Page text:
The first two thirds of the film circles around a dullish plot about Laurie’s granddaughter and her would-be boyfriend, who accidentally killed a kid and since became the new town pariah. Together, this trio of outcasts mope about, alternately abused and mistreated by their fellow citizens. There are long meandering bits where we have to endure the new couple’s first date and other bloodlessly mortifying moments.

Frankly, it comes as something of a relief when Michael finally shows up and gets to work.

Where has he been all this time, you might wonder? Apparently stuck in a drainpipe for no reason. I’m not sure why this bothers me so much, especially when there’s a bevy of other bad ideas to pick from in the film. The writing, the editing, the hairstyles. But onwards!

As the plot flows downhill like an unblocked sewer drain, there are a few things to relish. One being that no matter how many times he gets killed, old man Michael just keeps on trucking. Like a particularly stubborn piece of poo, the dude just won’t go down. He just keeps popping back up again. It’s something that you can count on, a continuity of sorts, like flowers in the spring and the return of pumpkin spice flavouring in the fall.

In re-reading all 12 plots of the Halloween films that preceded this one, a few things jump out. One of the most profound is that simple things are sometimes the best things. The reason that John Carpenter and Debra Hill’s original film worked so well was that it didn’t mess too much with twisty narratives or boring old backstories. It just got on with it. The introduction of the uncanny into ordinary everyday life was enough to scare the bejesus out of most people in 1978. It still works. The original film made even hedges scary.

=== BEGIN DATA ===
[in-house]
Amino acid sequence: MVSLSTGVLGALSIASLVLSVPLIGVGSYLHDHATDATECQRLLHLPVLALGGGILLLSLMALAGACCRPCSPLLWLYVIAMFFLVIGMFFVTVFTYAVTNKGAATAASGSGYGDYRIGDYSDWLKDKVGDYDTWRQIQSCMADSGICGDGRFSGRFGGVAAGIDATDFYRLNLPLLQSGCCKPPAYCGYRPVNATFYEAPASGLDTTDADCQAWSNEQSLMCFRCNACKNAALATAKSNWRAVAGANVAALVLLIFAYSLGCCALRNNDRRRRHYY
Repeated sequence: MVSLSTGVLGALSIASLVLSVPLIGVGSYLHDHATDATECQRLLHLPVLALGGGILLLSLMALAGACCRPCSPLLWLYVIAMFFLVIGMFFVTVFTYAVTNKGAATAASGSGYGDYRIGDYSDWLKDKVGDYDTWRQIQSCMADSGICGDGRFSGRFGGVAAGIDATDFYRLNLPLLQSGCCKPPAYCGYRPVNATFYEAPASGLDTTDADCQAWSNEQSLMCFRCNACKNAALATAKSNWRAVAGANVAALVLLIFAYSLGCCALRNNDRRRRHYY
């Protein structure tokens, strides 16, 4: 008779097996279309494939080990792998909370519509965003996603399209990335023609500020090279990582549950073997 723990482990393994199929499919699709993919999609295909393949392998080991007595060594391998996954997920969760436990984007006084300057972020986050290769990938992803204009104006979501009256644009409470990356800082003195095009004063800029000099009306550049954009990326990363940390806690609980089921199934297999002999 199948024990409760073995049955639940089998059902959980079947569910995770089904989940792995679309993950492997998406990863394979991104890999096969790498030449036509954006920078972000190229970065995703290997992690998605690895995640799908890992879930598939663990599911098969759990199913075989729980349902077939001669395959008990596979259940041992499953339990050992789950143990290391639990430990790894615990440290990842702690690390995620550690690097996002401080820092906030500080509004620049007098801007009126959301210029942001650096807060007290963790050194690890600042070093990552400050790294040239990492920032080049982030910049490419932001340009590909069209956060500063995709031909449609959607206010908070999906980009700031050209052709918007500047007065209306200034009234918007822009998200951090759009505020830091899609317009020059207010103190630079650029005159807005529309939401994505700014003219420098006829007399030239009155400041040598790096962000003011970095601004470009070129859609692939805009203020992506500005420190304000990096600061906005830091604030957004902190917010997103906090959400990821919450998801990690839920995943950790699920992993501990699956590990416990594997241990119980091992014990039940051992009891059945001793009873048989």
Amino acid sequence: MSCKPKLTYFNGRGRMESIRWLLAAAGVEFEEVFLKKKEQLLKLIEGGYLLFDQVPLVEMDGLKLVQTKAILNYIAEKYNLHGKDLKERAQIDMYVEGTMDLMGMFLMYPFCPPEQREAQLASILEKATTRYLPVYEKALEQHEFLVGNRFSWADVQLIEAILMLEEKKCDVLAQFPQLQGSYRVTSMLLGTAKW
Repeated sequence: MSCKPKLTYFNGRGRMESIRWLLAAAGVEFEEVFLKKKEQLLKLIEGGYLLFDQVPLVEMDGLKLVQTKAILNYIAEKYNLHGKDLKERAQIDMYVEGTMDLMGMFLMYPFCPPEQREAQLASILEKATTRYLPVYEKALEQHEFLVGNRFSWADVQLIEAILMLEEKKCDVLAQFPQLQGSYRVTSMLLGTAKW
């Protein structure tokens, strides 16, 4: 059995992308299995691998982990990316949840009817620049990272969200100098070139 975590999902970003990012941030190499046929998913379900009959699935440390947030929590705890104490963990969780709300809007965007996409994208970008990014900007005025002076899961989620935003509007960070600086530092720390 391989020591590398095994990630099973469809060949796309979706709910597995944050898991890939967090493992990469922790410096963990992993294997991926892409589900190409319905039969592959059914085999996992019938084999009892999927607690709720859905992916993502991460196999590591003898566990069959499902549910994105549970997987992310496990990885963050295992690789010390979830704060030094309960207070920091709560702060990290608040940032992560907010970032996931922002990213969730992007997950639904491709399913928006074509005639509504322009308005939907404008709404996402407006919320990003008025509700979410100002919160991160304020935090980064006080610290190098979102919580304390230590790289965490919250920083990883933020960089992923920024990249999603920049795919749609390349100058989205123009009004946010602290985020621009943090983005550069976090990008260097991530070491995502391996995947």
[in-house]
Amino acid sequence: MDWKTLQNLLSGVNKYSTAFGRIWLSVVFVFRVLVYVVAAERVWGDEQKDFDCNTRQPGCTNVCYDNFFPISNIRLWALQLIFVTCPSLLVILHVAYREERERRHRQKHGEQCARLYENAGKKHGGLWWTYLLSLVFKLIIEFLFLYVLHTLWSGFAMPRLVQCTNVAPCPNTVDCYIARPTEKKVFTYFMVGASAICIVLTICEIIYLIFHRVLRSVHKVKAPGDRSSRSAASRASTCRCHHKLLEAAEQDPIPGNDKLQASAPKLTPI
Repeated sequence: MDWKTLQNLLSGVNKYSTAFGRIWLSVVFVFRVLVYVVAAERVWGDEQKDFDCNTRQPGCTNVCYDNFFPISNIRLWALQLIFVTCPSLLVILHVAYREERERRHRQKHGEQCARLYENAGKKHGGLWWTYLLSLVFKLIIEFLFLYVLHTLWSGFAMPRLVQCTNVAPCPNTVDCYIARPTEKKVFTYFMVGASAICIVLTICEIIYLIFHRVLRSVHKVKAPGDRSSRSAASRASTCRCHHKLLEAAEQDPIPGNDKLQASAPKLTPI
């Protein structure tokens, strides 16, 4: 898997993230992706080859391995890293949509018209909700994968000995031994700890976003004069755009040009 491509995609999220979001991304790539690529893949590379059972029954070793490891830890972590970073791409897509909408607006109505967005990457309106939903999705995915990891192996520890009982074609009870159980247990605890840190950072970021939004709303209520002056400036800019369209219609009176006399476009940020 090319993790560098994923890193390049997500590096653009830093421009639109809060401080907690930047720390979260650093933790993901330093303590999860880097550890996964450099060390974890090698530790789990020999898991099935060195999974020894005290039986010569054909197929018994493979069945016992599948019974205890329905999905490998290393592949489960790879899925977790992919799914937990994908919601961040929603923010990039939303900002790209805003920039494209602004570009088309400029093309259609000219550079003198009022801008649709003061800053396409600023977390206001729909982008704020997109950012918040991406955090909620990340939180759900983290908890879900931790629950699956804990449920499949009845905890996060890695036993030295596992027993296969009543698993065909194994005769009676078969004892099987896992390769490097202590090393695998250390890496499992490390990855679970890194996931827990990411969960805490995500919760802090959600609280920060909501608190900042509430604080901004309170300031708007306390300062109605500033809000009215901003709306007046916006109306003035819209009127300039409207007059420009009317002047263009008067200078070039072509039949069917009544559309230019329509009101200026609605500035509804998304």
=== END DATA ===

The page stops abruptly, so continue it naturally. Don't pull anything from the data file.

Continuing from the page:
Also, music is terrifying. Carpenter’s score, with its tinkling electronic notes, made the film work on a deeper level. All good horror filmmakers know this. Think The Exorcist and Tubular Bells or The Shining and "Dies irae."

But back to the current state of terribleness. The biggest sin that Halloween Ends commits is that of limpness. It squanders its two archetypal characters. What should have been the showdown of all showdowns is more like a scuffle in the kitchen.

Ever the trooper, even Michael doesn’t seem quite like his usual self. Sure, he’s got the nifty jumpsuit and his ghostly white Shatner mask, but his heart just doesn’t quite seem into it any longer. Time and the endless shootings, stabbings, burning and falling off random balconies that defined previous films have not been kind to him. He’s looking his age. Accordingly, Halloween Ends, with its distinct lack of narrative juice, needs to be taken out behind the barn and sent across the rainbow bridge to that great big pasture in the sky, like an old warhorse. Be free, old fella!

To be fair, a few vaguely interesting ideas peep out, like evil as an infectious agent. Or the overall shittiness of small-town America, where no one seems to like their neighbours anymore. But the foundational fear that comes from a silent, implacable killer is gone with the next generation of psycho killers. I don’t mean to give away a key plot point here, but the guy who would take the mantle of Myers is a distinctly underwhelming villain who spends most of his time blubbering and fighting with his mom instead of, you know, being terrifying. I’m not mad. I’m just disappointed.

Leaving the theatre, all I could think about was what a truly imaginative filmmaker could have done with the material at hand. Just think of a Jordan Peele Halloween or a Jennifer Kent version. Aieeee!

It’s clear that we’ve reached a point of cultural exhaustion for ye olde Halloween. Maybe it really is time for some new blood. And I don’t even mean that figuratively.  [Tyee]

Read more: Film